EVs - 5 remains the magic number

Whatever happened to electric cars?

The Nissan Leaf, America's only true mass-produced EV, remains a slow seller. Sales of the Chevrolet Volt (really a hybrid and not an EV) are so disappointing that General Motors has shut down production for "inventory adjustments". Other EV models, such as the Tesla, are produced in such low volumes and at such high prices that they barely register a blip on the sales charts.

It appears that before it even blossomed, the bloom is off the rose for EVs. But the real reason is gas prices.

As former GM Vice President Bob Lutz once told me, "The major factor in buying a car is the the price of gasoline."

And, in my opinion, as long as gasoline remains below $5 a gallon, EV sales will remain in the doldrums. But is $5 inevitable? And as long as gasoline-powered cars and many hybrids are rated by the EPA at an amazing 40 miles per gallon, will buyers be willing to take a chance on what they consider the "new" technology of EVs?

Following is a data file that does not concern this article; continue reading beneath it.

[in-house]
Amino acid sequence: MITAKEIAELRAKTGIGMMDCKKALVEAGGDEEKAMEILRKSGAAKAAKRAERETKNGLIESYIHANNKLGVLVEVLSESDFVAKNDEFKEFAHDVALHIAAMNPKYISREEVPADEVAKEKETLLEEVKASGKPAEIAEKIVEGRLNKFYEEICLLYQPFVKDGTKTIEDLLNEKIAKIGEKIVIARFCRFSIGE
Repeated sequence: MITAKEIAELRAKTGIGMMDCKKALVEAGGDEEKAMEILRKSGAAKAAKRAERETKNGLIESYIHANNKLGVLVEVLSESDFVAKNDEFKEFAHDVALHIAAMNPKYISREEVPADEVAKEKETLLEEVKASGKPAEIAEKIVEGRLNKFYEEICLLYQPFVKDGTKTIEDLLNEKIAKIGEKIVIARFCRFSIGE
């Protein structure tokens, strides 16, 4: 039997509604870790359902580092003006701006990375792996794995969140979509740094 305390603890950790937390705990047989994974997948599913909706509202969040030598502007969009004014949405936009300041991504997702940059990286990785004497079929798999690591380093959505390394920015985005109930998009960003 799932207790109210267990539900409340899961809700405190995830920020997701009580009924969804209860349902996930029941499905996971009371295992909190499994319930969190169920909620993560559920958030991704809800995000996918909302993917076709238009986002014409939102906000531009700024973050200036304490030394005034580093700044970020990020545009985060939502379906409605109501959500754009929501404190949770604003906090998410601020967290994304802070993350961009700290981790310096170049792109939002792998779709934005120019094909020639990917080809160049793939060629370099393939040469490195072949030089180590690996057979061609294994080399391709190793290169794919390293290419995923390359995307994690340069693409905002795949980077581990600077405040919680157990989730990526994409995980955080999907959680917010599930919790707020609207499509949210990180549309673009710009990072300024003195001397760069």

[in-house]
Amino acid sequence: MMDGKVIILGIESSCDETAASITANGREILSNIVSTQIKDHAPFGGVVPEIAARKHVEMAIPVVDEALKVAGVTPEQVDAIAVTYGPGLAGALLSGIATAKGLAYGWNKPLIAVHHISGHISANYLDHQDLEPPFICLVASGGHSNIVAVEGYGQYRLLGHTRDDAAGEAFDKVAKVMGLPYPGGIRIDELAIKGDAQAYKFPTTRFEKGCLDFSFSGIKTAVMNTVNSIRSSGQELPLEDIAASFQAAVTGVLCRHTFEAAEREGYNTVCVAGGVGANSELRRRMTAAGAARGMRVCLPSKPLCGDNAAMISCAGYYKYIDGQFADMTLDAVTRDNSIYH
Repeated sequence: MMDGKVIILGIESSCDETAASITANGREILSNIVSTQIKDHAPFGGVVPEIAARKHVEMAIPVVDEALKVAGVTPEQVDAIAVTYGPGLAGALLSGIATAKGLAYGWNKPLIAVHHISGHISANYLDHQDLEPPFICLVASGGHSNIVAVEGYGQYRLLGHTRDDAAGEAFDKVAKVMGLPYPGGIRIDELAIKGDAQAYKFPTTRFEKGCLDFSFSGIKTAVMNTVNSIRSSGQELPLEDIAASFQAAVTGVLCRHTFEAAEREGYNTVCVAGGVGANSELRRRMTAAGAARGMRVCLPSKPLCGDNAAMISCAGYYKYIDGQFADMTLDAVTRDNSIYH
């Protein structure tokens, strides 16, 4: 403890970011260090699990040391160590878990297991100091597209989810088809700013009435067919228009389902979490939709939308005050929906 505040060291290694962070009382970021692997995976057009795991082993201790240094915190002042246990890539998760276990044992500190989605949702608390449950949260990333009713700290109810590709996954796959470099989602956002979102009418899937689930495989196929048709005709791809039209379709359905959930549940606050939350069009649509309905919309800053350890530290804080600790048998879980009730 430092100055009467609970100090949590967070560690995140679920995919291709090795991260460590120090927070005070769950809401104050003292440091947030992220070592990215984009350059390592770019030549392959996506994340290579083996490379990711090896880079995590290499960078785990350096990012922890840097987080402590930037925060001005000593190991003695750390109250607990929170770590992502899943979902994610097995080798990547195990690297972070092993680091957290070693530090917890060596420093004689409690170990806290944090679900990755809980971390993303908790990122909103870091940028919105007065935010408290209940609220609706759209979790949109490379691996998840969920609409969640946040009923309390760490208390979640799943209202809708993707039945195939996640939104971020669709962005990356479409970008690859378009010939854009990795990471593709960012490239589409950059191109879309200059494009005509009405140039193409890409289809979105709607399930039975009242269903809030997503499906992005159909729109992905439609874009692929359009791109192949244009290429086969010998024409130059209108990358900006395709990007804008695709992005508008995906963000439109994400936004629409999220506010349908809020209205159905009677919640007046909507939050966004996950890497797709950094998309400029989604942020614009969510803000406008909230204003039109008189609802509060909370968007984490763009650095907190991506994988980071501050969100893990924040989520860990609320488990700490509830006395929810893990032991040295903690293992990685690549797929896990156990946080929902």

Another major problem with pure EVs is called "range anxiety", which is the driver's nervousness at not truly knowing how many miles are left "in the tank". An "extended-range hybrid" like the Volt and plug-in hybrids take care of that problem. But GM did such a poor job in explaining the Volt to the public that it may be too late for that car to really catch-on, especially with "early adapters", those willing to put their money where their green mouths are and park the latest model in their driveway before their neighbors. The sad part of this story is that the Volt is a truly amazing car, with plenty of interior space, a huge driving range with its small 4-cylinder engine constantly charging the drive batteries and a ride and handling approaching that of a "real" car, the kind which people are used to driving.

Manufacturers realize that no matter how much they advertise and promote their EVs, as long as the price of gas remains under $5, they simply won't sell.